At the IMA, social media has become rather important. We use it to build relationships with you, our online audience, yes- but we also hope to encourage you to build relationships with each other and your community. I don’t know about you, but it’s hard for me to tell the difference between my “personal” and “professional” social media interactions because the lines have blurred in so many ways just in the past couple of years. Yes, part of it has to do with passion for what I do, but even so- everything has become so intertwined, so to speak, when it comes to the ‘interwebs’.
This photo was snapped just this morning down in 100 Acres by Senior Curator of Contemporary Art, Lisa Freiman and promptly tweeted by CEO Max Anderson:
Steel workers gather for a photo opp. on top of Free Basket by Los Carpinteros
Take for instance how social media has reshaped the world of journalism. “Citizen journalism” is the concept of members of the public “playing an active role in the process of collecting, reporting, analyzing and disseminating news and information.” Examples of this can be seen through blogs, twitter, and camera phone images.
As a museum, we can employ this same idea. Staff, artists and visitors can capture events as they happen with their iPhone or a Flip Video. The following images were captured on artist duo Type A’s cell phones and then uploaded to Facebook:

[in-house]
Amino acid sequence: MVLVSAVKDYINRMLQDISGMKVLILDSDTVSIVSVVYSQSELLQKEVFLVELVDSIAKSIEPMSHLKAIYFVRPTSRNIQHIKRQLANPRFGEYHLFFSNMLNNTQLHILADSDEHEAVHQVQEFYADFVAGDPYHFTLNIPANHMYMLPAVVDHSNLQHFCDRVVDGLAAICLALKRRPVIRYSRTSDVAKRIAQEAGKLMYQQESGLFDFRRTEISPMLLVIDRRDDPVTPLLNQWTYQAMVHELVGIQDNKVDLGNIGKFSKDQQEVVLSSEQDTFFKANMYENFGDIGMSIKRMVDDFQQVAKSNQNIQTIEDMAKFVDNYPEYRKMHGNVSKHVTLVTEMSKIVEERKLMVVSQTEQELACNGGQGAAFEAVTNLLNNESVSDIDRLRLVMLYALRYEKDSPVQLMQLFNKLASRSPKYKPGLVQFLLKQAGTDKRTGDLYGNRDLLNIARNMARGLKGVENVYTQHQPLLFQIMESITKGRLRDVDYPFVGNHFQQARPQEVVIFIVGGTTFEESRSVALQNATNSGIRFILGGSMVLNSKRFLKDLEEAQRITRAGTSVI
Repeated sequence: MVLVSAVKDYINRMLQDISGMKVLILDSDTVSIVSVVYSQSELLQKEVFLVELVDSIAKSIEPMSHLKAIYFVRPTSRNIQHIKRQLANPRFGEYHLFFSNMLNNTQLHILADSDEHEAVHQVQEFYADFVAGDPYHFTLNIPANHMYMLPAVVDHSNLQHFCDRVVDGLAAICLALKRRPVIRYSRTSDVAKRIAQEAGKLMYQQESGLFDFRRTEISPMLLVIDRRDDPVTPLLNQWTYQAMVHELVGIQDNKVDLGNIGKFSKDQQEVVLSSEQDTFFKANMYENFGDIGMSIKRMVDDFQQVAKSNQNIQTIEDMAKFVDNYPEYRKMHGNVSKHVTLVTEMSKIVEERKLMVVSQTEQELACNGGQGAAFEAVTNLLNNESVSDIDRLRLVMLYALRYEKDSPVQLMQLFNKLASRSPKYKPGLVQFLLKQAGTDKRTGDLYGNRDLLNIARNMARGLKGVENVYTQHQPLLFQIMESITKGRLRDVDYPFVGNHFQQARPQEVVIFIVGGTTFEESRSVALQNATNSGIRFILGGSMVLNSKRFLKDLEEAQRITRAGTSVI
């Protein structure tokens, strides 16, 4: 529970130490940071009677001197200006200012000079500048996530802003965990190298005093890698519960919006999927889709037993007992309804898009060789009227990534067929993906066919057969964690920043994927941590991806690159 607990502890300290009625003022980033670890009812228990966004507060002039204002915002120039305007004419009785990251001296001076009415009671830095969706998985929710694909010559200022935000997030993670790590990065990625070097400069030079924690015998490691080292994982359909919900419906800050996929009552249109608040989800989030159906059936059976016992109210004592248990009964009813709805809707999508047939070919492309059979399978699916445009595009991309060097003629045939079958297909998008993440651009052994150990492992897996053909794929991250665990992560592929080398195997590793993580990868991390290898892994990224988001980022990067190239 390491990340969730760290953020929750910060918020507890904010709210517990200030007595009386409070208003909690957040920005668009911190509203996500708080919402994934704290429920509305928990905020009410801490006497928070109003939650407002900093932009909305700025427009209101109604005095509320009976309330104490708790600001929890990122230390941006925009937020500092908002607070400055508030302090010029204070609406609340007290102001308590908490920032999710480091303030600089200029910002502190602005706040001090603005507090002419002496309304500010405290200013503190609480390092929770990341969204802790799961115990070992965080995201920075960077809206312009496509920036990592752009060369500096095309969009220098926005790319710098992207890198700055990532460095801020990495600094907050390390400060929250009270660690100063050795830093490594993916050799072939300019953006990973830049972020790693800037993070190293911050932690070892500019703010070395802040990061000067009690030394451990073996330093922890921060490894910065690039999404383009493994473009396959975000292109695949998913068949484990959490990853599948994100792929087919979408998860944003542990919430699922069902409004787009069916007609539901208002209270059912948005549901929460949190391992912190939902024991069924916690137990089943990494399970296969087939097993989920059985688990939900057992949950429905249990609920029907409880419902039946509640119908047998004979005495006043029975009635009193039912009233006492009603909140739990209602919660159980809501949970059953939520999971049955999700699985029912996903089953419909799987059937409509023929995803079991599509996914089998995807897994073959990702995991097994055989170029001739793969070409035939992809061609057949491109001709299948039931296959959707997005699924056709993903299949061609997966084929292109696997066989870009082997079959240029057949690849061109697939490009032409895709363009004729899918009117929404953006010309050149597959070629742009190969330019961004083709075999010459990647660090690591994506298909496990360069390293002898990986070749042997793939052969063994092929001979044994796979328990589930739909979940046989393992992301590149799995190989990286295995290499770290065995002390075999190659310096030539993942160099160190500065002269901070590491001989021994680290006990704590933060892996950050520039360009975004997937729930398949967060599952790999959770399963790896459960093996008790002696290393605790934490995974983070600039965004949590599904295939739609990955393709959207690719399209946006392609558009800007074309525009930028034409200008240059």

The top ring of "Team Building (Align)" casts a shadow
Astronomer Brian Murphy of Butler U. and Andrew of Type A work out some calculations to place the second ring for "Team Building (Align)"
So, budding art journalists, here are some tips from caffienatedtraveller.com to get you started:
- Acknowledge the artwork and museum in the photo credits. It is time for bloggers to step up and put on a professional face.
- Post great images and not the family snap shots on your blog. Why discredit a good art exhibit.
- Flash photography? Don’t go there unless you have explicit permission from the museum. Not even when you think you’re alone.
- Leave the fanatical blogger psyche at the entry door. Spend some zen time in the moment, with the art and the space and then shoot.
In the meantime, I’ll be looking for your tweets, status updates and image uploads. And let’s continue to blur the lines together, shall we?
Filed under: Art, Art and Nature Park, Current Events, New Media, Technology